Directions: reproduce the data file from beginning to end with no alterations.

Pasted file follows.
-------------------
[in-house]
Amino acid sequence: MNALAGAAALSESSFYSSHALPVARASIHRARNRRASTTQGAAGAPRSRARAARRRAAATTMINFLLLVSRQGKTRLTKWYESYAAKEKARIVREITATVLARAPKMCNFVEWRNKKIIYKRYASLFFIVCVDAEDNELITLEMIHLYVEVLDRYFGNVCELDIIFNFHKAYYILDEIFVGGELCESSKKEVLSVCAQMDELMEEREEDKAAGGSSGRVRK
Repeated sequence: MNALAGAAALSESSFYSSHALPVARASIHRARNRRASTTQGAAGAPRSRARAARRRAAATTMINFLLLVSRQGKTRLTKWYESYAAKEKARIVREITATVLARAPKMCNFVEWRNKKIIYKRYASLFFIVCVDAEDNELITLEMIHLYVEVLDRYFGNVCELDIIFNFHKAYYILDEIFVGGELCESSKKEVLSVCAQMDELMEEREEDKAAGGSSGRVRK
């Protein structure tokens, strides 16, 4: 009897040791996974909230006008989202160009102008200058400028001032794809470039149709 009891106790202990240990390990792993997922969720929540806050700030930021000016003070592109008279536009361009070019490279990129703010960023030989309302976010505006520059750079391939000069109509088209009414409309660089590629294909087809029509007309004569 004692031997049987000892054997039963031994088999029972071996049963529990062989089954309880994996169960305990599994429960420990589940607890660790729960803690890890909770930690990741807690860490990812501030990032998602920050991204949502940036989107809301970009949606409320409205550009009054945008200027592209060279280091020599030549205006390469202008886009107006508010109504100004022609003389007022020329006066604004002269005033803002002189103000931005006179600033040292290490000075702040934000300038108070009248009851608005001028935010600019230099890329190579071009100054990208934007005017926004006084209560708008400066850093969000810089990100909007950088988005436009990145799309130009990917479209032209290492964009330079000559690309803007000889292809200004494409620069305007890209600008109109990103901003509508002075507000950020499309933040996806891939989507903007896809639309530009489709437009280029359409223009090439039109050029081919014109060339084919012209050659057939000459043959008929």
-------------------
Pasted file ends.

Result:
[in-house]
Amino acid sequence: MNALAGAAALSESSFYSSHALPVARASIHRARNRRASTTQGAAGAPRSRARAARRRAAATTMINFLLLVSRQGKTRLTKWYESYAAKEKARIVREITATVLARAPKMCNFVEWRNKKIIYKRYASLFFIVCVDAEDNELITLEMIHLYVEVLDRYFGNVCELDIIFNFHKAYYILDEIFVGGELCESSKKEVLSVCAQMDELMEEREEDKAAGGSSGRVRK
Repeated sequence: MNALAGAAALSESSFYSSHALPVARASIHRARNRRASTTQGAAGAPRSRARAARRRAAATTMINFLLLVSRQGKTRLTKWYESYAAKEKARIVREITATVLARAPKMCNFVEWRNKKIIYKRYASLFFIVCVDAEDNELITLEMIHLYVEVLDRYFGNVCELDIIFNFHKAYYILDEIFVGGELCESSKKEVLSVCAQMDELMEEREEDKAAGGSSGRVRK
């Protein structure tokens, strides 16, 4: 009897040791996974909230006008989202160009102008200058400028001032794809470039149709 009891106790202990240990390990792993997922969720929540806050700030930021000016003070592109008279536009361009070019490279990129703010960023030989309302976010505006520059750079391939000069109509088209009414409309660089590629294909087809029509007309004569 004692031997049987000892054997039963031994088999029972071996049963529990062989089954309880994996169960305990599994429960420990589940607890660790729960803690890890909770930690990741807690860490990812501030990032998602920050991204949502940036989107809301970009949606409320409205550009009054945008200027592209060279280091020599030549205006390469202008886009107006508010109504100004022609003389007022020329006066604004002269005033803002002189103000931005006179600033040292290490000075702040934000300038108070009248009851608005001028935010600019230099890329190579071009100054990208934007005017926004006084209560708008400066850093969000810089990100909007950088988005436009990145799309130009990917479209032209290492964009330079000559690309803007000889292809200004494409620069305007890209600008109109990103901003509508002075507000950020499309933040996806891939989507903007896809639309530009489709437009280029359409223009090439039109050029081919014109060339084919012209050659057939000459043959008929």